Blanche Oelrichs

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This article is about the writer and actress. For the boxer, see Michael Strange (boxer).
Blanche Oelrichs
Blanche Oelrichs
Born Blanche Marie Louise Oelrichs
(1890-10-01)October 1, 1890
Newport, Rhode Island
Died November 5, 1950(1950-11-05) (aged 60)
Boston, Massachusetts
Spouse(s) Leonard M. Thomas
(m.1910-1919; divorced) 2 sons
John Barrymore
(m.1920-1925) 1 daughter
Harrison Tweed
(m.1929-1942; divorced)
Partner(s) Margaret Wise Brown
Children Diana Barrymore

Blanche Marie Louise Oelrichs (October 1, 1890 – November 5, 1950) was an American poet, playwright and theatre actress known by the pseudonym "Michael Strange".

Life and career[edit]

Born in New York, New York, Blanche Oelrichs spent summers in Newport, Rhode Island amidst the Astors, the Vanderbilts and numerous other wealthy elites of American society and the Gilded Age. Her parents were Charles May Oelrichs and Blanche de Loosey (whose sister was Emilie de Loosey, later Mrs. Theodore A. Havemeyer). Her sister Natalie, always known as Lily, became Mrs. Peter Martin of San Francisco, and after Peter Martin's premature death, later married Heinrich Borwin, Duke of Mecklenburg, but they later divorced.

On January 26, 1910, Blanche Oelrichs married Leonard Moorhead Thomas, the son of a prominent Philadelphia banker, with whom she had two children, Leonard Jr. (1911–68)[1] [2] and Robin May Thomas (1915–44). A Yale University graduate, her husband had worked in the diplomatic service in Rome and Madrid and served with the United States Army in Europe during World War I, earning the Croix de Guerre from the government of France. Blanche Oelrichs involved herself as an activist for women's suffrage; but her love for literature and poetry, especially the works of Walt Whitman, saw her begin writing verse of her own. Using the pen name Michael Strange, she had her first collection of poems published in 1916.

French portrait artist Paul Helleu described Blanche Oerlichs as the "most beautiful woman in America."[3]

Through her social activities, Blanche Oelrichs-Thomas met renowned actor John Barrymore. They had been introduced by actress Cathleen Nesbitt, Barrymore's leading woman in the 1916 play Justice. Blanche continued seeing him for four years; and, after divorcing Thomas, she married Barrymore on August 5, 1920,[4] when she was already several months' pregnant with their only child, Diana Blanche Barrymore, who was born on March 3, 1921. With drawings provided by John Barrymore, Blanche Oelrichs published a book in 1921 titled "Resurrecting Life." She then turned her writing skills to the creation of theatrical plays including a 1921 Broadway production titled "Clair de lune." Based on "L'Homme qui rit" by Victor Hugo, her play starred her husband and his sister Ethel Barrymore. It was made into a 1932 movie of the same name in France by director Henri Diamant-Berger.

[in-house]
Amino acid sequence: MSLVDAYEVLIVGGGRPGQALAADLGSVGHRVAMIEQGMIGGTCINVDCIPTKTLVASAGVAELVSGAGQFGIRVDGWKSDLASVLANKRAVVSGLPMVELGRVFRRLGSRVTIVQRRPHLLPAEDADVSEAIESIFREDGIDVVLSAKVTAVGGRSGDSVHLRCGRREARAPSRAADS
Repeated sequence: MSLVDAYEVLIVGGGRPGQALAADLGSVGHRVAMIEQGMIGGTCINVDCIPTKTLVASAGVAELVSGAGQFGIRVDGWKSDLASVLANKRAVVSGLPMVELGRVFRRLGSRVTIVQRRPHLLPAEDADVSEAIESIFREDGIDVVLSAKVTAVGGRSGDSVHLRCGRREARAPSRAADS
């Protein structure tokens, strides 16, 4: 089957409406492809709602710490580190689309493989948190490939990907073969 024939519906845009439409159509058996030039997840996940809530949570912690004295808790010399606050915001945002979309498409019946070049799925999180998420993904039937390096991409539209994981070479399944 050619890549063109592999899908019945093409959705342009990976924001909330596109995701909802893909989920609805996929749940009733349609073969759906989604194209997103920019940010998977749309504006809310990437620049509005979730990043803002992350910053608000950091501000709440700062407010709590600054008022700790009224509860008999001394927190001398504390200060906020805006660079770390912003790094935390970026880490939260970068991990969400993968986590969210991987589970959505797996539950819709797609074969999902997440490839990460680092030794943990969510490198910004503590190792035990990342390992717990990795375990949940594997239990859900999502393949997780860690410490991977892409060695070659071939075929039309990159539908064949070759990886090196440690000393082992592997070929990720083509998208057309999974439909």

In 1921, Oelrichs was among the first to join the Lucy Stone League, an organization that fought for women to preserve their maiden names after marriage.[5]

Frequently apart from her husband due to his performing in New York and London, England, Blanche Oelrichs spent a great deal of time in Paris, France during the next few years. After returning to live in New York, she began acting in live theatre. After her marriage to John Barrymore ended in May 1925 she performed on stage with a summer stock company in Salem, Massachusetts and appeared in two Broadway plays in 1926 and 1927.

The monument of Blanche Oelrichs in Woodlawn Cemetery

Another book of Oelrichs' poetry was published in 1928 under the title "Selected poems, by Michael Strange" and the following year she married a third time[6] to the prominent New York attorney Harrison Tweed who later became Chairman of Sarah Lawrence College. During the second half of the 1930s Oelrichs hosted a poetry and music program on New York radio station WOR that gained a strong audience. In 1940, Blanche Oelrichs published her autobiography, "Who Tells Me True." In 1942 she and Harrison Tweed divorced and in 1944 her son Robin died at the age of twenty-nine.

Starting in the summer of 1940 until her death, Oelrichs was in a long-term relationship with Margaret Wise Brown, the author of many children's books. The relationship began as something of a mentoring one, but became a romantic relationship including co-habitating at 10 Gracie Square beginning in 1943.[7]

In 1960 her daughter Diana Barrymore died at age thirty-eight after several years of drug and alcohol addiction. Her older son Leonard was married to painter Yvonne Thomas née Navella. Two daughters were born to Leonard and Yvonne and are the only grandchildren of Blanche Oelrichs.[8]

Blanche Oelrichs died from leukemia in 1950 in Boston. She was interred with her son Robin in the Oelrichs family plot in the Woodlawn Cemetery in The Bronx, New York.

Broadway productions, under the pseudonym Michael Strange[edit]


  • Miscellaneous poems by Michael Strange (1916)
  • Poems, by Michael Strange (1919)
  • Resurrecting Life (with drawings by John Barrymore) (1921)
  • Selected poems, by Michael Strange (1928)
  • Who Tells Me True (1940)


External links[edit]